Gamers Are Not Your Military

As you are probably already aware, the gaming community and the internet in general are kind of in turmoil.

It all started about a month and a half ago in August. I’m not entirely sure what the full story is, but a movement (if that’s what you want to call it) has been going on throughout all this time, and the division in attitudes, beliefs, and tactics is so astronomical, it’s kind of unsettling. I’m not going to mention the movement by name, but I believe you’ll know who I’m talking about.

The first problem with this movement is its lack of unification. On one hand, we’ve got people calling for ethics in video game journalism, and while I am certain that there are well-intentioned people who truly believe that this is what the movement is all about, these are not the voices with power in this movement. The people that do have power are the ones that we don’t want in that position.

The most powerful voices in this movement are using the fact that they have been playing video games for a long time as a means to garner sympathy for themselves and engage in online warfare against anyone who crosses their path. They deal in absolutes and have a “with us or against us” mentality stemming from a persecution complex.

But that is only the tip of the iceberg. Some of these people go far in their venting. Too far. They “doxx” their designated enemies by publicly revealing their personal contact information. This is then followed by rather violent, eerily specific threats of violence which drive these people out of their homes. Some directly mention the movement, and some don’t, but the targets are the same. Anita Sarkeesian, Zoe Quinn, Phil Fish, and Brianna Wu are among the people that have been doxxed and threatened.

This may not be the entirety of the movement, but it is the loudest, most prominent, most consistent group of people exploiting the movement’s hashtag. And they constantly create sock puppet accounts to continue the harassment, threats, and warmongering faster than anyone on either side of the conflict can do anything about it. More and more people are being dragged into this online warfare with each passing second and nobody is talking a stand to protect anyone from it. I have named the worst people in the movement “Galbadia”. Galbadia seeks nothing more than to pull the entire gaming industry, developers, journalists, and most specifically, other gamers, into their own private military, while branding anyone that doesn’t go along as a “social justice warrior”, whether they want to fight or not.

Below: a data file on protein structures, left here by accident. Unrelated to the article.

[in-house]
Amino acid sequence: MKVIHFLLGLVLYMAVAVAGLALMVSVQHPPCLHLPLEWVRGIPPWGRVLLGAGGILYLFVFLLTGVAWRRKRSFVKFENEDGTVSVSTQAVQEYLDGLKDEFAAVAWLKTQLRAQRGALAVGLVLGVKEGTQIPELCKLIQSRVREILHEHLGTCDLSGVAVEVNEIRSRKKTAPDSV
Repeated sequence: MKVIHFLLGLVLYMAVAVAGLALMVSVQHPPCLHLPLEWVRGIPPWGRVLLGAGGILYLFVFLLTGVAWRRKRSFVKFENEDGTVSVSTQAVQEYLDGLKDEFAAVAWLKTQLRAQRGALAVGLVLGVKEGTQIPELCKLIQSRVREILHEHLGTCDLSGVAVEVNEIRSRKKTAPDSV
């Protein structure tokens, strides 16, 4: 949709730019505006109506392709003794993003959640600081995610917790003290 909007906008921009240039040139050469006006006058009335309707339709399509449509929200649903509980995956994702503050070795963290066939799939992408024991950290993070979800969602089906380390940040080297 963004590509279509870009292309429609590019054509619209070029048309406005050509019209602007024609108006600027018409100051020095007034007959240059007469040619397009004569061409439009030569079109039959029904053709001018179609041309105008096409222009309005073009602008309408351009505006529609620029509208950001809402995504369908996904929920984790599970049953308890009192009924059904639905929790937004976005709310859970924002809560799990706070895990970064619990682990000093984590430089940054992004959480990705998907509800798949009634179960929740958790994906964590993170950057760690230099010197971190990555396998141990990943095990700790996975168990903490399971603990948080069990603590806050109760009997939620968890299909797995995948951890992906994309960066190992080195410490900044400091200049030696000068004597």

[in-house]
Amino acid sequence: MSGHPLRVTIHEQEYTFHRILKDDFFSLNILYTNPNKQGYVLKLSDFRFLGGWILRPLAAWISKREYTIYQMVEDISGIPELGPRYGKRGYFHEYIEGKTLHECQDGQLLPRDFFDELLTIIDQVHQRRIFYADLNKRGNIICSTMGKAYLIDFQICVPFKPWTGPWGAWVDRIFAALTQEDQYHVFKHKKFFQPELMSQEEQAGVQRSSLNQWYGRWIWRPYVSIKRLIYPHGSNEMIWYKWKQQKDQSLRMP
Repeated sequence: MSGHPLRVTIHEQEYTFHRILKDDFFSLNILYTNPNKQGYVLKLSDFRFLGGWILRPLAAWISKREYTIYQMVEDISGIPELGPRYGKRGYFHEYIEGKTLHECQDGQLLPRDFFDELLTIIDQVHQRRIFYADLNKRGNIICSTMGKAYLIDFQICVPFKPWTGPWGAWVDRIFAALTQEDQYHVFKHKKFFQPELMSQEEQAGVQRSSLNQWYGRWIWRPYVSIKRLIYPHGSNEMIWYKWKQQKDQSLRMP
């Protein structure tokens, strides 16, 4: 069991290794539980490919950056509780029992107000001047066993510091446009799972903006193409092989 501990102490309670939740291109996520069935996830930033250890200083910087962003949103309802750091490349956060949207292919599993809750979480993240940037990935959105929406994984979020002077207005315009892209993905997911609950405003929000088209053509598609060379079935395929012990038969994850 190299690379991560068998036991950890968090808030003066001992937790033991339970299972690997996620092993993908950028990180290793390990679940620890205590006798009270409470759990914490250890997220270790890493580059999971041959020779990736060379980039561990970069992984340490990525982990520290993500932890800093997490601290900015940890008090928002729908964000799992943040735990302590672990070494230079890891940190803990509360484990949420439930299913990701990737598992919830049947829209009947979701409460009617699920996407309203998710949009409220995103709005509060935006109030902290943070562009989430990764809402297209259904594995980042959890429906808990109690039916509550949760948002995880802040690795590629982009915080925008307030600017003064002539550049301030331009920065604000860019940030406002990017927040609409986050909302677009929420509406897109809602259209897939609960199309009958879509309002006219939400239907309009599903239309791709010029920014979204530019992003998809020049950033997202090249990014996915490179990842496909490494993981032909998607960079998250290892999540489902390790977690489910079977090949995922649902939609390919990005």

But it doesn’t have to be like this. The biggest thing that can help end online warfare is if pacifists unite to form a movement of their own to promote piece and civility and protect others from online warfare. But as the old saying goes: “United we stand, divided we fall.” I can’t keep innocent bystanders safe on my own. I need your help. And the way to help is very simple. Go onto Twitter and tweet your support for piece and civility in the gaming community and the protection of others from online warfare with #balambgamers, a hashtag of my own creation meant for peaceful discussion and the prevention of internet crossfire. If you want to know more about #balambgamers, I encourage you to follow me on Twitter. My Twitter username is @RyuubiGentoku2 and the account is registered under my real name, Dan Bordelon, Jr. I look forward to your feedback and support.



Superman/Batman: Public Enemies – Review

Since the late 2000s, Warner Brothers has released a series of direct-to-video animated films based on DC Comics’ extensive line of comic book properties and characters that are closer to the comics than any of the more family-oriented TV series in animation known collectively as DC Universe Animated Original Movies. Superman/Batman: Public Enemies is the sixth film in the series, based on the Public Enemies story arc from the ongoing comic series, Superman/Batman.

Public Enemies does a stellar job of bringing a story that actually feels like an adaptation of the comics and offering to offer for others.

Public Enemies does a stellar job of bringing a story that actually feels like an adaptation of the comics and offering plenty for others.

The story begins with Lex Luthor being elected the president of the United States and revealing that all superheroes will be required to register with the government. Captain Atom, Major Force, Power Girl, Katana, Black Lightning, and Starfire have all registered, but two certain big-time heroes have failed to register. Superman and Batman are continuing to act on their own, and this leads to conflict with their former allies. Meanwhile, a large kryptonite meteor is on a collision course with Earth, threatening billions of lives. The film focuses on both story arcs equally.

The first thing I want to say about this film is that the visual style is really, really good. The character designs are very well-done and the art direction is a perfect fit for the film’s action themes and can only work in this sort of production. Indeed, this particular visual style can only work with an action-packed production like Public Enemies.

Throughout the film, we’re treated to a number of exciting fight scenes featuring a number of DC heroes including Captain Atom, Power Girl, Captain Marvel (Now known as Shazam), Hawkman, and also a wide variety of villains. All of the action flies by very smoothly without any visual hiccups or framerate drops.

Warner Bros. assembled quite the impressive array of voice talent, with Tim Daly, Kevin Conroy, and Clancy Brown reprising their animated series roles as Superman, Batman, and Lex Luthor, respectively. The musical is also impressive, and never seems strange or out of place.

The film’s writing is top-notch. It actually feels like a storyline from the DC Comics Universe and the lead characters never seem strange or out of character. Superman and Batman’s contrasting personalities of light and dark compliment one another very well and Luthor always seems like the manipulative, conniving scumbag he really is. This really is a genuine DC Universe production.

Superman/Batman: Public Enemies is a wild roller coaster ride full of exciting twists and turns, and I have no trouble recommending it to any superhero fan or action buff.

Final Score: 12 out of 15 (Excellent)

The Truth About Geek Culture’s “Mainstream” Status

Last night on Twitter, I was thrilled to find that my sentiments on nerd culture being “mainstream” were echoed. Allow me to elaborate further.

Timeenforceranubis tweeted about the topic. For those who are unaware, Timeenforceranubis is an African-American blogger who talks about the anime fandom, and in particular, the western fanbase. He brings up factors such as the clamor for more art, and contempt for fanbases for moe and ecchi anime. I have a very strong respect for his work, even if I may not agree with some of his viewpoints. I also believe that the points he brings up are relevant to the larger discussion. One that I now seek to have.